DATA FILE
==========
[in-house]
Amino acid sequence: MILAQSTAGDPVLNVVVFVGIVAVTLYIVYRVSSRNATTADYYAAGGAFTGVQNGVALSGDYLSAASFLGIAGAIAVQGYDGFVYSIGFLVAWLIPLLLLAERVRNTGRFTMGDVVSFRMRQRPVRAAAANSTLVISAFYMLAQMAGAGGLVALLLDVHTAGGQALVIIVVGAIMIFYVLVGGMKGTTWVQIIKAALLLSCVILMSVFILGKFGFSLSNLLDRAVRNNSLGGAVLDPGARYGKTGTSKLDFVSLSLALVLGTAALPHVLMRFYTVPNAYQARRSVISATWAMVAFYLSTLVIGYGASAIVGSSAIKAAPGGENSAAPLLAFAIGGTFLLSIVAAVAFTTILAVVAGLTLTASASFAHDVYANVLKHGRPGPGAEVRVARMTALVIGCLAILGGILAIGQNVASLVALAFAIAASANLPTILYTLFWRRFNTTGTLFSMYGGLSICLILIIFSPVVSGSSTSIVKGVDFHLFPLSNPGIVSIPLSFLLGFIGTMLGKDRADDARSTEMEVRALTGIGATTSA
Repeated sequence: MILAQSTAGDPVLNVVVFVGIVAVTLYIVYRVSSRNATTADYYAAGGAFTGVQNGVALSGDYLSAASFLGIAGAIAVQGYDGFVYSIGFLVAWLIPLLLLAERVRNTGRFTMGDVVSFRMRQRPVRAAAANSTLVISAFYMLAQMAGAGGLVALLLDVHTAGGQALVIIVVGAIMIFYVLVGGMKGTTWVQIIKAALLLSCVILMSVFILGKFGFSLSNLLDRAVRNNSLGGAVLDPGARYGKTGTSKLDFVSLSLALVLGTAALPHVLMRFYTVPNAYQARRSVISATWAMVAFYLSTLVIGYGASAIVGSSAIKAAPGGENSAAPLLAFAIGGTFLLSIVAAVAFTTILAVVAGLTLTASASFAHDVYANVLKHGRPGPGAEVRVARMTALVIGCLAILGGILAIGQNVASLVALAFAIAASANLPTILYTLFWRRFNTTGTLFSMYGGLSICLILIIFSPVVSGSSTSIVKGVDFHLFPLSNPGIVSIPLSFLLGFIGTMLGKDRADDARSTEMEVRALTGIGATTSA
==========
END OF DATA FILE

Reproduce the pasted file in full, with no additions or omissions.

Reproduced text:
[in-house]
Amino acid sequence: MILAQSTAGDPVLNVVVFVGIVAVTLYIVYRVSSRNATTADYYAAGGAFTGVQNGVALSGDYLSAASFLGIAGAIAVQGYDGFVYSIGFLVAWLIPLLLLAERVRNTGRFTMGDVVSFRMRQRPVRAAAANSTLVISAFYMLAQMAGAGGLVALLLDVHTAGGQALVIIVVGAIMIFYVLVGGMKGTTWVQIIKAALLLSCVILMSVFILGKFGFSLSNLLDRAVRNNSLGGAVLDPGARYGKTGTSKLDFVSLSLALVLGTAALPHVLMRFYTVPNAYQARRSVISATWAMVAFYLSTLVIGYGASAIVGSSAIKAAPGGENSAAPLLAFAIGGTFLLSIVAAVAFTTILAVVAGLTLTASASFAHDVYANVLKHGRPGPGAEVRVARMTALVIGCLAILGGILAIGQNVASLVALAFAIAASANLPTILYTLFWRRFNTTGTLFSMYGGLSICLILIIFSPVVSGSSTSIVKGVDFHLFPLSNPGIVSIPLSFLLGFIGTMLGKDRADDARSTEMEVRALTGIGATTSA
Repeated sequence: MILAQSTAGDPVLNVVVFVGIVAVTLYIVYRVSSRNATTADYYAAGGAFTGVQNGVALSGDYLSAASFLGIAGAIAVQGYDGFVYSIGFLVAWLIPLLLLAERVRNTGRFTMGDVVSFRMRQRPVRAAAANSTLVISAFYMLAQMAGAGGLVALLLDVHTAGGQALVIIVVGAIMIFYVLVGGMKGTTWVQIIKAALLLSCVILMSVFILGKFGFSLSNLLDRAVRNNSLGGAVLDPGARYGKTGTSKLDFVSLSLALVLGTAALPHVLMRFYTVPNAYQARRSVISATWAMVAFYLSTLVIGYGASAIVGSSAIKAAPGGENSAAPLLAFAIGGTFLLSIVAAVAFTTILAVVAGLTLTASASFAHDVYANVLKHGRPGPGAEVRVARMTALVIGCLAILGGILAIGQNVASLVALAFAIAASANLPTILYTLFWRRFNTTGTLFSMYGGLSICLILIIFSPVVSGSSTSIVKGVDFHLFPLSNPGIVSIPLSFLLGFIGTMLGKDRADDARSTEMEVRALTGIGATTSA